I remembering reading some tips about writing main characters, and there was a line advising us to “make the protagonist smile”. The article made fun of these very serious, always stern-looking main characters afflicted by their quests. They are boring, and ridiculous for all their gravity. Giving the protagonist reasons to smile (either internal or external), and I mean from the beginning of the story, not just as they strike victory after going through whatever they have to go through, seems to me like a very good idea. It’s a good exercise in getting to know our characters better, getting to like them, and giving them depth. A disruption in the main character’s life is a non-negotiable aspect of storytelling for the screen, and it must happen early in the story; if despite the trouble, our protagonist is smiling at one point, he arises our curiosity and empathy.

It all came to me like in a dream


I never used this sentence. But I sure would like to use it every day. Writing, and writing well, is a matter of writing a lot. Regularly, everyday if possible, meeting quantitative goals per day/week/month. When I read Stephen King talk about his daily 10 pages, and the process of writing without previous plotting, just letting things drop to paper, uncovering the fossil as he likes to put it, I intuitively decide this is the way to go. This is how I want to live as a writer: in a joyful, generous, productive way, definitely not pouring droplets of words through an agonizing pipette.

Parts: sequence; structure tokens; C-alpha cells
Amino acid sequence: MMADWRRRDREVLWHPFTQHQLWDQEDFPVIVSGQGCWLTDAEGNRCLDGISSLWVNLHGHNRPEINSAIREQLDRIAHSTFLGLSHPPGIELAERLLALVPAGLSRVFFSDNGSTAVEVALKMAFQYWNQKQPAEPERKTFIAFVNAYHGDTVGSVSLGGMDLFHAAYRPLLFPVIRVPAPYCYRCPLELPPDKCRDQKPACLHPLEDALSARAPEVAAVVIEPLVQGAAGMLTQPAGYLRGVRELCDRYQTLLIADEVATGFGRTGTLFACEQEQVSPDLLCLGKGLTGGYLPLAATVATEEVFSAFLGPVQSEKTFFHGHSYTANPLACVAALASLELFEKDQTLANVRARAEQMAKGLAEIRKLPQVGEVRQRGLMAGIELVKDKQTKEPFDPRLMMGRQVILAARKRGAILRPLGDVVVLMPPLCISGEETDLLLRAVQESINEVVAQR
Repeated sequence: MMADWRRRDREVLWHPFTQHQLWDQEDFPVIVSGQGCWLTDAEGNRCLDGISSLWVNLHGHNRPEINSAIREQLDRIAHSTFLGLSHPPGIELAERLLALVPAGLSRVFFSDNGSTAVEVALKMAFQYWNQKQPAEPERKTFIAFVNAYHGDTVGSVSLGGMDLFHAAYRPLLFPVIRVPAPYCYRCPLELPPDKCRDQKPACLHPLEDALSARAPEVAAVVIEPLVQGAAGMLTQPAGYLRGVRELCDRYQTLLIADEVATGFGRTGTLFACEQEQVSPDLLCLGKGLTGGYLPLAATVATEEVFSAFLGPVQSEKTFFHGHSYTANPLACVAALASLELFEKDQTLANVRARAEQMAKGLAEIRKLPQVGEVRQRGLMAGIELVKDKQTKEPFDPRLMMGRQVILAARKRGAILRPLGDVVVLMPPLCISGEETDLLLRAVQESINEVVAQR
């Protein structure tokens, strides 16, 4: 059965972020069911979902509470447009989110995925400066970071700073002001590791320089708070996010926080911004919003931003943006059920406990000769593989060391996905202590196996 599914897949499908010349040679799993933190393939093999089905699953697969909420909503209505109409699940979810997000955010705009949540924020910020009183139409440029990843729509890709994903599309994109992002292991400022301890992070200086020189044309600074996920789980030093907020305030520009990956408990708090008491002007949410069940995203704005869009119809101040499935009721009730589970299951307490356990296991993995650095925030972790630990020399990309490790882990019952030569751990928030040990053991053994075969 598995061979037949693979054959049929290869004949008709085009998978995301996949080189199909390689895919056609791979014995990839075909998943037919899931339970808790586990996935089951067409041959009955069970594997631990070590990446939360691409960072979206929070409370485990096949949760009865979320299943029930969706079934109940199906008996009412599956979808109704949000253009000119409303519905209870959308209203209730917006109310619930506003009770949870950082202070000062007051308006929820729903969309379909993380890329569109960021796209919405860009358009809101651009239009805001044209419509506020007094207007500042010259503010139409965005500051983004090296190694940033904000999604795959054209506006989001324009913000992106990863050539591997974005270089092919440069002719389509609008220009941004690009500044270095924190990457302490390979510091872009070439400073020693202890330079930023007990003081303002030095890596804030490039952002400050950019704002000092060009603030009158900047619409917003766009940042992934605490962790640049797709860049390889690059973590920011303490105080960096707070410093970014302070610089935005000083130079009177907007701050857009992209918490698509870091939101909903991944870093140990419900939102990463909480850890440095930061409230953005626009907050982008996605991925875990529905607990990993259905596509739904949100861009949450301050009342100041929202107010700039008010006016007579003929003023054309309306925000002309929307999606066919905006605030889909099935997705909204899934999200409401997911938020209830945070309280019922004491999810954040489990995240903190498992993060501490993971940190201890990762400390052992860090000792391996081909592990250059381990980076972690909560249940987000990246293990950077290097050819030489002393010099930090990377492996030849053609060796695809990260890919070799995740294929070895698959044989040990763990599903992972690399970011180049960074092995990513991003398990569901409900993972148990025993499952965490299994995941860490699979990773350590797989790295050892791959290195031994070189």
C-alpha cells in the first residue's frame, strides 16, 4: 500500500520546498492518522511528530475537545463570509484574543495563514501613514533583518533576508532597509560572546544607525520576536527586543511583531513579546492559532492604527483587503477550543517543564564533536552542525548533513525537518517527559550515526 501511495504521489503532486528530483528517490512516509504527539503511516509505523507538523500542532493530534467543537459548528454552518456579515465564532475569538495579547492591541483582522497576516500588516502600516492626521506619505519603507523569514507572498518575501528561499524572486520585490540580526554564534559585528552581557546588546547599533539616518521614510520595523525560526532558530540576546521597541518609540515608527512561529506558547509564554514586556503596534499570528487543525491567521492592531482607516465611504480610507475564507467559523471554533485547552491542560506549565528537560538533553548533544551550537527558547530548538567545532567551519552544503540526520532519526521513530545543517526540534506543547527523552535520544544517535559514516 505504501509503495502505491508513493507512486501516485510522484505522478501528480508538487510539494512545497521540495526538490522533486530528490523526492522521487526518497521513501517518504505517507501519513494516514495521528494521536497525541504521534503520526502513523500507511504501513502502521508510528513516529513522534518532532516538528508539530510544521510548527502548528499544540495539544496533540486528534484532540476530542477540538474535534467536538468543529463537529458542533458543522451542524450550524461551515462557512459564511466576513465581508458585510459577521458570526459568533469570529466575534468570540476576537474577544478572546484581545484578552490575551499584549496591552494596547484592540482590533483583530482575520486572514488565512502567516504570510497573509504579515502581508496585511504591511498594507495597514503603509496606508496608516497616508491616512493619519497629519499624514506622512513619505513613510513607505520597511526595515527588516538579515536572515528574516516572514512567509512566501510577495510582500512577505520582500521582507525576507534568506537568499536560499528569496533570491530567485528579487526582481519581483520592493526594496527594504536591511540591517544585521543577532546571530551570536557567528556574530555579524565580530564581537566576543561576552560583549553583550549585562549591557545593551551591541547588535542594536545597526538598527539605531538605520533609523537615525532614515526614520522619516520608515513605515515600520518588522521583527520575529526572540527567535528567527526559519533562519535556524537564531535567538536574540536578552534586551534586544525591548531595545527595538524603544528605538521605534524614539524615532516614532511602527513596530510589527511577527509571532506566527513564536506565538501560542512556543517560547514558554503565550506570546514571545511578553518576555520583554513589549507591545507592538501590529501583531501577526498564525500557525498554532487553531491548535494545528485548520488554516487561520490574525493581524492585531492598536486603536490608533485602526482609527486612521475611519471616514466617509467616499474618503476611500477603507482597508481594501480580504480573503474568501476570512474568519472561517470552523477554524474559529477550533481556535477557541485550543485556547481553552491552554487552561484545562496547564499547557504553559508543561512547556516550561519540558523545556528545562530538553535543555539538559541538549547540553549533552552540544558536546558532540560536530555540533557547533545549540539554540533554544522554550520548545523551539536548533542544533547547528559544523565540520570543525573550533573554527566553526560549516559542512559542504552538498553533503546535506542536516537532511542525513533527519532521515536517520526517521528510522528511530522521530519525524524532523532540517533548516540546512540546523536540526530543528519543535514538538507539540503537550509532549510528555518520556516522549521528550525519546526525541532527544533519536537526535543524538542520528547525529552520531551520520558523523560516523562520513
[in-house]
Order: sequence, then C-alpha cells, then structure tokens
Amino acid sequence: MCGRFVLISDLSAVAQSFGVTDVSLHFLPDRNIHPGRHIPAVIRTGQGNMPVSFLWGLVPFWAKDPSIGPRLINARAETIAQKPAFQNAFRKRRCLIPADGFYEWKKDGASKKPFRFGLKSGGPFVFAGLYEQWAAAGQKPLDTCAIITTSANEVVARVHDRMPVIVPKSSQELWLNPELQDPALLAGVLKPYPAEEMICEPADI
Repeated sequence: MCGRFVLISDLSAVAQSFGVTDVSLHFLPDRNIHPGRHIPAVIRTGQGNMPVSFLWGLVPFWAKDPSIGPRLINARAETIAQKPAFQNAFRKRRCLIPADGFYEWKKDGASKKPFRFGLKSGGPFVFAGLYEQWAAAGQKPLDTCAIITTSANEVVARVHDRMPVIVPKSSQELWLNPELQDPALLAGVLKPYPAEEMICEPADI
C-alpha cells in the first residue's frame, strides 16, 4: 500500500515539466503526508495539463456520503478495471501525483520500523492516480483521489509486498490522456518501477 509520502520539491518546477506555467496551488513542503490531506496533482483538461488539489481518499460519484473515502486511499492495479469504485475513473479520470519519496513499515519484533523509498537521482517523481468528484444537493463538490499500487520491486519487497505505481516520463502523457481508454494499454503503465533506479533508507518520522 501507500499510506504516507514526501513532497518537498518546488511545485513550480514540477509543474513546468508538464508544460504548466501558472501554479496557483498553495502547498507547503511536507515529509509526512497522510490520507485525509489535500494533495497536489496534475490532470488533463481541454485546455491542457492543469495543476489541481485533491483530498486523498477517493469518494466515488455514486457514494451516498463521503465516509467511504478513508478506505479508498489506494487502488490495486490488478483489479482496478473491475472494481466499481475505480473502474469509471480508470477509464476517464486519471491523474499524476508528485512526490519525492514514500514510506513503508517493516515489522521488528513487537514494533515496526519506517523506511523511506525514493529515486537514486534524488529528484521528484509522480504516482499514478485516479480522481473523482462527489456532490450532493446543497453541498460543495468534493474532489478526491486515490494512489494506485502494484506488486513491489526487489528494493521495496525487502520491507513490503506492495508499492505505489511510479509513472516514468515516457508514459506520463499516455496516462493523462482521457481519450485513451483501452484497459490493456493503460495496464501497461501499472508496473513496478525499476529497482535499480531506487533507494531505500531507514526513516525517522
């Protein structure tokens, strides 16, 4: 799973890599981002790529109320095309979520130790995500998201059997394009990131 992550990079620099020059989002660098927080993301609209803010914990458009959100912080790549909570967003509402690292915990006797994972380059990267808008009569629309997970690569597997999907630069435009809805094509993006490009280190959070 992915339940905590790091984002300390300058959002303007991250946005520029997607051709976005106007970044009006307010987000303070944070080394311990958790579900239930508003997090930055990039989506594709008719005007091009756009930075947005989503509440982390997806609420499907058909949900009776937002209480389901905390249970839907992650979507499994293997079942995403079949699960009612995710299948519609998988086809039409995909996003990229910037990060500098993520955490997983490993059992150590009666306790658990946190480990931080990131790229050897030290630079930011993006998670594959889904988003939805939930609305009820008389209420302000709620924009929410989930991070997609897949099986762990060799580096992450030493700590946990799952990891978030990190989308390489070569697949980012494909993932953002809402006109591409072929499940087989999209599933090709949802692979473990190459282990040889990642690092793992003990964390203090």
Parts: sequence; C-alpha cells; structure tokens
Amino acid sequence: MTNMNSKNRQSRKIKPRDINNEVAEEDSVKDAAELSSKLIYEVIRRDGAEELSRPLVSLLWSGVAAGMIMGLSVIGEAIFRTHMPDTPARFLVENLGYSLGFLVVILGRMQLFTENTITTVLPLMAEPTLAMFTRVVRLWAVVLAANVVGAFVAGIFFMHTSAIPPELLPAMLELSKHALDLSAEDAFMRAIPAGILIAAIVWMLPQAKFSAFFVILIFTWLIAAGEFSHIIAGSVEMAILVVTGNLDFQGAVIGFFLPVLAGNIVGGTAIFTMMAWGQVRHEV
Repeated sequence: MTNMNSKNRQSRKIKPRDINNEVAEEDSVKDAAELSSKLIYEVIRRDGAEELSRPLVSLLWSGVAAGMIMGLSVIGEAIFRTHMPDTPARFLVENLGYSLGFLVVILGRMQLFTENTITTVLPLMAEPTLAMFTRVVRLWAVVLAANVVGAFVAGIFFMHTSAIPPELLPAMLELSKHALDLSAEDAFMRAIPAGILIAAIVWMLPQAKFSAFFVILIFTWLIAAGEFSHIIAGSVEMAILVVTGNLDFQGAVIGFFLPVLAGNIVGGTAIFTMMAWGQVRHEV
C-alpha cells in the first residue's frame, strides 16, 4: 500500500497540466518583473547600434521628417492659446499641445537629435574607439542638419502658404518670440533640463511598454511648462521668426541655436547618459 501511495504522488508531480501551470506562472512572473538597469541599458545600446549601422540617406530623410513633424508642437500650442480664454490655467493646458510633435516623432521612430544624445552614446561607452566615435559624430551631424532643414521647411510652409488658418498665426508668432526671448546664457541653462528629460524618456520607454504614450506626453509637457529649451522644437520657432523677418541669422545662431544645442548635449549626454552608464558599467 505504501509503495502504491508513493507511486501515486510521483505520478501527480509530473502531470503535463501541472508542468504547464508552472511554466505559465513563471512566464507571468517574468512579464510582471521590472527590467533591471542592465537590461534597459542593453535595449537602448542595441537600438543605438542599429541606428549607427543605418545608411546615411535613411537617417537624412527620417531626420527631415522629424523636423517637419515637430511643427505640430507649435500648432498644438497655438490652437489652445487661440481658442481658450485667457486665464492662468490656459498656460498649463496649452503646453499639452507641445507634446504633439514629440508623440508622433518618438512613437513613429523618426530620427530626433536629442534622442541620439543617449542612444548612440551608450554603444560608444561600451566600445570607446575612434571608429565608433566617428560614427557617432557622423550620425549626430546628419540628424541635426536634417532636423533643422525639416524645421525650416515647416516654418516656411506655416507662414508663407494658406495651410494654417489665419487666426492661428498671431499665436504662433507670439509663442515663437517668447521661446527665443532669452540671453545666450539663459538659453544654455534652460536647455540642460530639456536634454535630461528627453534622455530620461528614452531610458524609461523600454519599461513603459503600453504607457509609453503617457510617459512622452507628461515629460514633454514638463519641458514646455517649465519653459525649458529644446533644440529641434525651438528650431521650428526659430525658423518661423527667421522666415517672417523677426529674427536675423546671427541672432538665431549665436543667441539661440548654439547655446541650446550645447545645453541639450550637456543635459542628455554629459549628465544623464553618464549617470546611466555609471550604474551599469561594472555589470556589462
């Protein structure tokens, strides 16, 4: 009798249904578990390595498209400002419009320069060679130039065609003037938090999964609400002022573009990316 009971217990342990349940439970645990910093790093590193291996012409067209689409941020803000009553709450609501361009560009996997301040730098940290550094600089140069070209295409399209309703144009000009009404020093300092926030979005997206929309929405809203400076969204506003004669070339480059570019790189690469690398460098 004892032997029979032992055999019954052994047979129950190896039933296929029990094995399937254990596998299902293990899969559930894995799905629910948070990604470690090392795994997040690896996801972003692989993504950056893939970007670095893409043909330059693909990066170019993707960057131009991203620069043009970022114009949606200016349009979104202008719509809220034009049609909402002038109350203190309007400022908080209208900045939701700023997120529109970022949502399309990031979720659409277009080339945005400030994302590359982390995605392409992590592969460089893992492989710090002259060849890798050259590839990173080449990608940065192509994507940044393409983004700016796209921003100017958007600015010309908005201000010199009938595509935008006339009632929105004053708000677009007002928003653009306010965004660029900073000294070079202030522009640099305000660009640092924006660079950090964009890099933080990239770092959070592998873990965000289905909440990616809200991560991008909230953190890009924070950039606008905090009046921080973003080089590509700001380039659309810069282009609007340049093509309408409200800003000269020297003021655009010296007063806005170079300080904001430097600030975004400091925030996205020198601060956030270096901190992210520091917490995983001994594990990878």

I’ve recently had weeks, months, of joyful writing. But now I’m back to the pipette. The problem is I have just finished the first draft of my current script. After putting it aside for a while, I went back to it and, unsurprisingly, discovered a great deal of problems.